If you aren’t sure if your lime juice is up to scratch, there are a few quick ways to determine if it has turned. Citrus fruits and citrus products like lime juice have very strong and distinctive smells. Your first sign of trouble with your lime juice would be the smell. The usually strong and refreshing smell will be a little dull, not as powerful, and might have a slightly sour odor. This doesn’t necessarily mean it is spoiled, it can indicate that it is on the decline.
For more proof, take a look at the color of the juice, pour it onto a clear glass and check for discoloration. If there is brown residue or a tinge of brown to the juice, then it is on its way out.
A quick taste will settle the matter. Lime juice generally does have a bitter taste, albeit refreshing. But if the lime juice has spoiled, it will taste extremely sour.
How to Store Lime Juice?
Even though lime juice has a long life span already, and is easily available in most stores and supermarkets, it is still practical and economical to store it correctly and reduce wastage.
- If you are using freshly squeezed, homemade lime juice, don’t leave the lime juice lying outside. The juice peaks within hours of making and the quality starts declining soon after.
- The first thing to do is to transfer it into an airtight container, preferably a glass jar or bottle, and store it in the fridge. A clear bottle is recommended only because it is easy to detect discoloration and signs of spoilage. Also, since homemade lime juice does not last beyond a day or two, either make a small batch or use up as much as you possibly can as you must discard it after that.
- Make sure the container is dry and do not reuse an old lime juice bottle as it will spoil faster.
- Whether you are leaving it out, which is not recommended for too long, or storing it in the fridge, make sure it is away from direct heat and sunlight and where it will not be subject to constantly changing temperatures.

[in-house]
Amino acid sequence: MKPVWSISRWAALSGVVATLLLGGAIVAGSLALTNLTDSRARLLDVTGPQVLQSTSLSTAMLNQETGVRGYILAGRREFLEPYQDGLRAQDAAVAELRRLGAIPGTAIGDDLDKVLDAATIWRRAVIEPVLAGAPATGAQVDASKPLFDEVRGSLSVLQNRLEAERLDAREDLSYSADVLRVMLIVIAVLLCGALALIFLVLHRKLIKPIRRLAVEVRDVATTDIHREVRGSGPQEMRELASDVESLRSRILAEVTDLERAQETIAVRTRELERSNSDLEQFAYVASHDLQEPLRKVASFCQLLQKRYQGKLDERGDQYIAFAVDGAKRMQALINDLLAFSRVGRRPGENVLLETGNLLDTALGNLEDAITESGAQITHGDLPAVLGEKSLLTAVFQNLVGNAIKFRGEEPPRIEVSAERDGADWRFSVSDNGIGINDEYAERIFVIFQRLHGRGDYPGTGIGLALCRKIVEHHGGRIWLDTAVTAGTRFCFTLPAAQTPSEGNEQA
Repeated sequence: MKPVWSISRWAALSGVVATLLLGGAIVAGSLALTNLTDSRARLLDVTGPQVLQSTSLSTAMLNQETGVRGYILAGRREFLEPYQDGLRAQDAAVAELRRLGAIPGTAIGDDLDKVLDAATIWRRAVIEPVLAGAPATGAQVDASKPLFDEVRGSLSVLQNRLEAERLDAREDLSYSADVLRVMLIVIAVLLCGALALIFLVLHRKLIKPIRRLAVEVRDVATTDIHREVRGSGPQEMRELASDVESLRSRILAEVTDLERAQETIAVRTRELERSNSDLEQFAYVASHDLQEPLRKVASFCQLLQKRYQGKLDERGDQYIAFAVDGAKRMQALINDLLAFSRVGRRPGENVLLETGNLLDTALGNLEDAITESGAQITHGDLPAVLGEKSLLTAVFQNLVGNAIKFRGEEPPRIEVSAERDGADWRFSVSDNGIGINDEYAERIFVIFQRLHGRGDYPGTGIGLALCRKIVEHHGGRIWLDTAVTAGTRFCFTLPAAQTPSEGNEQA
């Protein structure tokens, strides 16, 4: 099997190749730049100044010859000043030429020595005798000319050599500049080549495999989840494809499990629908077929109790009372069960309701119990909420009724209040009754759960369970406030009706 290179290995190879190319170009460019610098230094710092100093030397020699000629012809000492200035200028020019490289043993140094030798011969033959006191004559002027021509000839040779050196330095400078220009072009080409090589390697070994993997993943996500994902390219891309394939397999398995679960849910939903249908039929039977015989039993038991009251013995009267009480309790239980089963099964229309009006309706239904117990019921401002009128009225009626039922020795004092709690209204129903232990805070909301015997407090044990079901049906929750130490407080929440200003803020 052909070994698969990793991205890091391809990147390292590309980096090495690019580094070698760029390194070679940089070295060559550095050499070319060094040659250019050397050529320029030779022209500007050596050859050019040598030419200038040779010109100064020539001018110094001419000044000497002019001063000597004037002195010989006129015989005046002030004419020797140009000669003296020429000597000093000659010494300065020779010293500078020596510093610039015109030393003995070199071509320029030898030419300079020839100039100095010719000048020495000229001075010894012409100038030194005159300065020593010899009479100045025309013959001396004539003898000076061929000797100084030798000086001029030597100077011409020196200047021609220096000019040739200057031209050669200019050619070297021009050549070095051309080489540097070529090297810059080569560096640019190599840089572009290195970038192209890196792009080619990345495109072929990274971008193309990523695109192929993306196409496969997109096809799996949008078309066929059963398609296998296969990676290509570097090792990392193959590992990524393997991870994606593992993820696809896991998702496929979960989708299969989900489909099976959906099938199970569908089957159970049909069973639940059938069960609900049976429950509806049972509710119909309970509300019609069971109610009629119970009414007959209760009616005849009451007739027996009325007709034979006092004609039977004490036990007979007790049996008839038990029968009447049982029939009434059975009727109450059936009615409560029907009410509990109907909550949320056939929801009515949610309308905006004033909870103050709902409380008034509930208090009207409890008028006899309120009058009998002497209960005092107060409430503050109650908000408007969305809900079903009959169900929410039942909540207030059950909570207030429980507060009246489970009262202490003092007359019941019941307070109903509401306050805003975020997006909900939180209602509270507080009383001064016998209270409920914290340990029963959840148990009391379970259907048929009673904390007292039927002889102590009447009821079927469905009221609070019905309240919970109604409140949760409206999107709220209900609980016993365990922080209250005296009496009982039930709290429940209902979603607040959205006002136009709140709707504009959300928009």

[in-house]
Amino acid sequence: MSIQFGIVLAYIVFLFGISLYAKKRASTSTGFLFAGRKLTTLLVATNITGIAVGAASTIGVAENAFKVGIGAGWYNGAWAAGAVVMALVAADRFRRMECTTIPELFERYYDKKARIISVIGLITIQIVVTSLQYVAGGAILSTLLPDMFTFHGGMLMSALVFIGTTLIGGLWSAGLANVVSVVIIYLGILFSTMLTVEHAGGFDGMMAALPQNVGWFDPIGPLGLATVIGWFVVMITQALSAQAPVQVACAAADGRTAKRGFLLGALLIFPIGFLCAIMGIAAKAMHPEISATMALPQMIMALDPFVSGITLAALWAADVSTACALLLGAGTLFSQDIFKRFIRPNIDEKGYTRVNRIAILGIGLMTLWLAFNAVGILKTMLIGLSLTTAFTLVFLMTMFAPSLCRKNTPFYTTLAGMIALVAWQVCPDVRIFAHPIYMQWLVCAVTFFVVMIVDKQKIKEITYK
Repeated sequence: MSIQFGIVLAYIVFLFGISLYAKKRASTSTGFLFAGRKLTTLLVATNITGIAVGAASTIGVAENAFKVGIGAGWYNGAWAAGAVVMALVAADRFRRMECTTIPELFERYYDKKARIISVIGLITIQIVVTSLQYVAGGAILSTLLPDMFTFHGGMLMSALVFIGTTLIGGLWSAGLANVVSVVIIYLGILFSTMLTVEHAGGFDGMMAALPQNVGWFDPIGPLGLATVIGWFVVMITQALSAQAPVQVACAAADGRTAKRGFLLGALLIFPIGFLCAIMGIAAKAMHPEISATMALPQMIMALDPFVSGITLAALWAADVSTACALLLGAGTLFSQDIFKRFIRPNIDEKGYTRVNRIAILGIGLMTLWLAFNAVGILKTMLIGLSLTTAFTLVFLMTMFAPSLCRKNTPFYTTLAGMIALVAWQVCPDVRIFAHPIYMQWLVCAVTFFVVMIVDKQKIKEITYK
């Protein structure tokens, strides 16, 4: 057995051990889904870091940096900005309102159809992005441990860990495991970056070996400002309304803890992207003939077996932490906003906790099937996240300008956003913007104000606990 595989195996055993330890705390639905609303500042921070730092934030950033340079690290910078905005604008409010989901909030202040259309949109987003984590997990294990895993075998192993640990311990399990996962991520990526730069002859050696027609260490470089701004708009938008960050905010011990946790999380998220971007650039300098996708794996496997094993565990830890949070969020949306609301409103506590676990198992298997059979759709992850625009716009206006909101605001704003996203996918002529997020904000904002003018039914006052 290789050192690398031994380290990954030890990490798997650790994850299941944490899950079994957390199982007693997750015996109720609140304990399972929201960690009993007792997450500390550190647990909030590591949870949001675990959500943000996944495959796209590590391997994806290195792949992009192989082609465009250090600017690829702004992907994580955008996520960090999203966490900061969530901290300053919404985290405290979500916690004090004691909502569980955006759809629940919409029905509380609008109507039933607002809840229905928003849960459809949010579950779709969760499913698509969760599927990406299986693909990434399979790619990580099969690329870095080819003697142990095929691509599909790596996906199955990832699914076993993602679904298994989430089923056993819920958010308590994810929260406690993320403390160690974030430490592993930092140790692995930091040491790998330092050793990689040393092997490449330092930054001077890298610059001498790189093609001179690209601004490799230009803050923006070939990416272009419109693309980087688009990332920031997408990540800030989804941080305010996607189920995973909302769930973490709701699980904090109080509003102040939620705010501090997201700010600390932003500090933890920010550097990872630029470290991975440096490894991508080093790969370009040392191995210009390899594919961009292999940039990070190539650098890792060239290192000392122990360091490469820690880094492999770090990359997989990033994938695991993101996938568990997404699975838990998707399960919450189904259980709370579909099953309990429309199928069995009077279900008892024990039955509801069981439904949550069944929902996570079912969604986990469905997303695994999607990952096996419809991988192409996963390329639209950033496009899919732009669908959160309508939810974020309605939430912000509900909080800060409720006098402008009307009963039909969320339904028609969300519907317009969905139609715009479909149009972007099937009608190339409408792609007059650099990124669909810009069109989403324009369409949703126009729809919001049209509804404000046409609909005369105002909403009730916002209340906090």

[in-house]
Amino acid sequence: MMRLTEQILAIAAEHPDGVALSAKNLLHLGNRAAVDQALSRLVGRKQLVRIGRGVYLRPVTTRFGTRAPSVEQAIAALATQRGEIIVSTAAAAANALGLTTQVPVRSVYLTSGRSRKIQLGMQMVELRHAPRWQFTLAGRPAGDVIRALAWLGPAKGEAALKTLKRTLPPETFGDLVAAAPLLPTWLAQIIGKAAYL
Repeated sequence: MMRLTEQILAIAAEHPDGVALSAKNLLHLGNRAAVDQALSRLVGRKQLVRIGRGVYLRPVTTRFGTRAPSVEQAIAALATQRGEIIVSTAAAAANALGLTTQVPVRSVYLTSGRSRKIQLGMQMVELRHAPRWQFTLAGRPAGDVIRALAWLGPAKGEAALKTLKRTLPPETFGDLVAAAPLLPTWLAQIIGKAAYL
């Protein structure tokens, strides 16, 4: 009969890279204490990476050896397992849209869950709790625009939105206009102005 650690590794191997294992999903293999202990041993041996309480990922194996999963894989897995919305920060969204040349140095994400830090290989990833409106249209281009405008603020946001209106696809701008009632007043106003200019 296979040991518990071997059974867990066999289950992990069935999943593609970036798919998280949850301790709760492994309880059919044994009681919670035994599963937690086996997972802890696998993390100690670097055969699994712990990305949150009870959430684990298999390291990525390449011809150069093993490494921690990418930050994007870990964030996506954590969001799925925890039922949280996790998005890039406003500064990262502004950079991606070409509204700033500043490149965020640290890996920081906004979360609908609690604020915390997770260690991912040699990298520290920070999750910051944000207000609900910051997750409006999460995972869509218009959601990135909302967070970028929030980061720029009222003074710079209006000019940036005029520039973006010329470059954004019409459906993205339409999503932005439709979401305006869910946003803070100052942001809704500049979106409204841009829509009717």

- Now, if you want to have homemade lime juice that will last longer, freezing it is an option. Pour the lime juice into an ice tray or ice mold and freeze it. Once frozen, remove the frozen cubes of lime juice and store them in a freezer-friendly airtight box or Ziplock. You can leave them in the freezer for as long as you want and take out the cubes as you use them. You can thaw them overnight or leave them in the fridge. I do not recommend leaving the frozen lime juice cubes in the open in the trays as not only will they lose their smell and intensity, but also everything else in the freezer will start smelling like lime juice.
- For store-bought lime juice, you can keep them in the box or bottle it came in, in the pantry till you open it. Once you open it, immediately refrigerate. It will last in the pantry for a day or two, but to preserve quality and freshness, keep it in the fridge as soon as you open it.
- You can freeze store-bought lime juice the same way as homemade juice, but it is not necessary as its shelf life is already long.
Next time you are not sure if your lime juice is still usable, sniff, see and taste to make sure. If you’re still uncertain toss it out.